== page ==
Leading in Teams

Interprofessional Collaborative Teamwork is a unique form of working together across health professions and with clients (patients, service users) as true partners. To enact this work however does require leadership. However, it is not held within a single person but as a shared responsibility across the team.

Interprofessional Collaborative Leadership is not the traditional form of published collaborative leadership that is envisioned to involved collaborations across organizations. It is also not share leadership that adopts an action learning approach as in education to learn new strategies to improve teaching. It is defined as: Collaborative leadership occurs when all members of a team, including the patient/family, symbiotically accept their capacity to lead the group by demonstrating mindfulnessof the value in working together, and using their shared assets to assist patients to reach achievable and desired health outcomes” (Sinclair & Orchard, 2018). In this context symbiotically is defined as “a collaboration in which  team members have their own well-established roles and mutually adapt to changing demands of the dynamic”; capacity to lead is defined as “a willingness to both lead and accept accountability for the position of leadership”; mindfulness as “a thoughtful and extended focusing of one’s attention on immediate experiences as they transpire”; and shared assets as occurring in ” environments that encourage an openness to distribute knowledge, skill and expertise within a team”  (Sinclair & Orchard, 2018)

Curved Right Arrow:     IP Leadership Elements

In collaboration with Erin Sinclair, Carole Orchard the Assessment of Interprofessional Collaborative Leadership Scale (AICLS) measure has been developed and undergone initial testing. Thus, far it has strong reliability. Further validity testing is in process to determine the model fit of the four constructs in the measure.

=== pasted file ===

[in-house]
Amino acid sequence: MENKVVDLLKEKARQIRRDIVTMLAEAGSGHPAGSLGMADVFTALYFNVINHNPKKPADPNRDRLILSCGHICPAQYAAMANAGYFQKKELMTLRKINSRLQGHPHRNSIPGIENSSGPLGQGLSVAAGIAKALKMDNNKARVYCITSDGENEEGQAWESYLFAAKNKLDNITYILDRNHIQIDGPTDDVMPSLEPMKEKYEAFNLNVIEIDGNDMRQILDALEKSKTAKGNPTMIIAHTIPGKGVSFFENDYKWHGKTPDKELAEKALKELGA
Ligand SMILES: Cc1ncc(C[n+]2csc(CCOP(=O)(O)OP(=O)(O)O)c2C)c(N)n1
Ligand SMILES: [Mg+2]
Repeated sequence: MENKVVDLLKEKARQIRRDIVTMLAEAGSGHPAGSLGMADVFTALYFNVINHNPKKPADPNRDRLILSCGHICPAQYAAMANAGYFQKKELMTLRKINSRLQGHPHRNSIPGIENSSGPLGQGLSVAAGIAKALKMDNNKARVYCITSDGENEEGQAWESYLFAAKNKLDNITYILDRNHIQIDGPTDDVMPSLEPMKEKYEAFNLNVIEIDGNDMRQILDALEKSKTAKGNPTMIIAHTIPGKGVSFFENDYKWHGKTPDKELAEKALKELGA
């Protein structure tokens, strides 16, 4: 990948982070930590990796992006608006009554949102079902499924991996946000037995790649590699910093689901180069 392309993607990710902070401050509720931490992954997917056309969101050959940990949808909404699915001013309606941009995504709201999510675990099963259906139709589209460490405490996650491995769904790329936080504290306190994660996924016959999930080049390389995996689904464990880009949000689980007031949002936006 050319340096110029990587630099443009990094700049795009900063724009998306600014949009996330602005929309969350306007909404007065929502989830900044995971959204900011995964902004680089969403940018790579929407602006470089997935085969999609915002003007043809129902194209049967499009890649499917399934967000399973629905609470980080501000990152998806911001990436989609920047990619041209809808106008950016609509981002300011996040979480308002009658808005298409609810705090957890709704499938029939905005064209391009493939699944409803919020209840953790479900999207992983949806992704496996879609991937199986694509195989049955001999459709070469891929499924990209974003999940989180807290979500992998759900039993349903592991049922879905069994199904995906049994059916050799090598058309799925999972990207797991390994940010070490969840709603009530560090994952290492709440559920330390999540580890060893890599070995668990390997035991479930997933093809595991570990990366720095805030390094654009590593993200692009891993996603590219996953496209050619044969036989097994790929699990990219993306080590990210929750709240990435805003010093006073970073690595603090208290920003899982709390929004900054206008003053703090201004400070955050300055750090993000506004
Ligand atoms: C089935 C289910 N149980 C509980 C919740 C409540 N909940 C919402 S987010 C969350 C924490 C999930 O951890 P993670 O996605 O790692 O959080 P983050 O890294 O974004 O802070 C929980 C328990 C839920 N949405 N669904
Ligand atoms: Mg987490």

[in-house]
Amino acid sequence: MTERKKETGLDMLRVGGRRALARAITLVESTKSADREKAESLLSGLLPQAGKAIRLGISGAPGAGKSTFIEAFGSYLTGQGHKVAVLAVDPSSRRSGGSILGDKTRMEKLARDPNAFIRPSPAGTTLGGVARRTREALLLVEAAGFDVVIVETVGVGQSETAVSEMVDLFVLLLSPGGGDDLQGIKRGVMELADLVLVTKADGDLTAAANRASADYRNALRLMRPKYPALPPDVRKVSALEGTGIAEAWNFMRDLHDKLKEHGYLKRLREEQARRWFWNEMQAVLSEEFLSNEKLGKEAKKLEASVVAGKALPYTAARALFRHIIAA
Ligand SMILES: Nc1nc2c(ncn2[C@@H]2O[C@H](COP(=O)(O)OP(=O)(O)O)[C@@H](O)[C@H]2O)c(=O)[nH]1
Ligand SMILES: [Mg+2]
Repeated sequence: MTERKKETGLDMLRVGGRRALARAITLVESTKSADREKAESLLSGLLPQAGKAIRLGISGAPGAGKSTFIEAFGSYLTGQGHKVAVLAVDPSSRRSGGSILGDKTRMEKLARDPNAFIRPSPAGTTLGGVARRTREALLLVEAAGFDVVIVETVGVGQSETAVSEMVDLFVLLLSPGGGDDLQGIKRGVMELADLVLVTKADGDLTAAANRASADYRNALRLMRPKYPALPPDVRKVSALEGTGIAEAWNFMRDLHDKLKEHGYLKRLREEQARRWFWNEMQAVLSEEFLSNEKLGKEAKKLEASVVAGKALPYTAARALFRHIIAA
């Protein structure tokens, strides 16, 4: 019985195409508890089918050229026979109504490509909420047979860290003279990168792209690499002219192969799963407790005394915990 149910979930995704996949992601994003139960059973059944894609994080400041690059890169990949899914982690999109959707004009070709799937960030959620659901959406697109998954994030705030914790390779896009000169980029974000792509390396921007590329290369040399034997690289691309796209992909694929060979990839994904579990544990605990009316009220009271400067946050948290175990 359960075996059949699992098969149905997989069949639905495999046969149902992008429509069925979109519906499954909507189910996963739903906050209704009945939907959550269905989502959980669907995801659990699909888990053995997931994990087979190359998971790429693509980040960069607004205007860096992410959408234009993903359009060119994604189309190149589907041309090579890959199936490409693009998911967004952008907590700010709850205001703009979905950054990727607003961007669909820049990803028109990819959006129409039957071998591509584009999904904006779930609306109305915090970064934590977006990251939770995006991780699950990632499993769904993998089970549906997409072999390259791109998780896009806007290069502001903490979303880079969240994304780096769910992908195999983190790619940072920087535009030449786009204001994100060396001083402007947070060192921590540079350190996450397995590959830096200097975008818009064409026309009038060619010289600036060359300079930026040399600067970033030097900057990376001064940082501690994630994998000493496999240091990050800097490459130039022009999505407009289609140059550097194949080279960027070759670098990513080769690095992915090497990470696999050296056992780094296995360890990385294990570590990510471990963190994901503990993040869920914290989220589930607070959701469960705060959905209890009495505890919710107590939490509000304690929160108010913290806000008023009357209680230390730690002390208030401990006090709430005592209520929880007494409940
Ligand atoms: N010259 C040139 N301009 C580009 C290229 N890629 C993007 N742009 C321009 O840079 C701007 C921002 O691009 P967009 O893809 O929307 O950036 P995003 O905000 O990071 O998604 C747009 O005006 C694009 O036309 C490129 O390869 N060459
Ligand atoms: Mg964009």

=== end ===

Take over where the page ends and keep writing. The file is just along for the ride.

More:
For further information on the instrument please contact corchard@uwo.ca

Testing of the AICLS and the theorized model is planned in the near future.


Gitell, H.H., Godfrey, M., & Thistlethwaite, J. (2013). Interprofessional collaborative practice and relational coordination: Improving healthcare through relationships. Journal of Interprofessional Care, 27(3): 210-13. DOI: 10.3109/13561820.2012.73056

Kouzes, J., and Posner, B. (2012). The leadership challenge: How to make extraordinary things happen in organizations (5th Ed.). San Francisco, CA: Jossey-Bass. 2012.

Pearce, C.L., & Sims Jr., H.P. (2002). Vertical versus shared leadership as predictors of the effectiveness of change management teams: An examination of aversive , directive, transactional, transformational, and empowering leader behaviours. Group Dynamics: Theory, Research & Practice, 6(2): 172-97. DOI: 10.1037//1089-2699.6.2.172

Raelin, J./a. (2006) Does action learning promote collaborative leadership. Academy of Management Learning and Education, 5(2): 152-68.

Orchard, C., & Rykoff, M., (2015). Collaborative leadership within interprofessional practice (pp. 71-94). In D. Forman, M. Jones, & J. Thistlethwaite (Eds.) Leadership and Collaboration: Further development for interprofessional education. London, U.K.: Palgrave Macmillan.

Orchard, C., Sinclair, E., & Rykhoff, M. (2019). The new leadership in health care teams: Progress report of development on a promising measure. Archives of Healthcare, 1(1), 20-26. 

Orchard, C., Sinclair, E., & Rykhoff, M., (2020). Interprofessional Collaborative Leadership: From theorizing to measurement. (pp. TBD). In D. Forman, M. Jones, & J. Thisthlethwaite, Sustainability and Interprofessional Collaboration. London, UK: Palgrave Macmillan.

Orchard, C., Sonibare, O., Morse, A., Collins, J. & Al-Hamad, A. (2017). Collaborative leadership, part 1: The nurse leader’s role within interprofessional teams. Nursing Leadership 30(2), 14-25.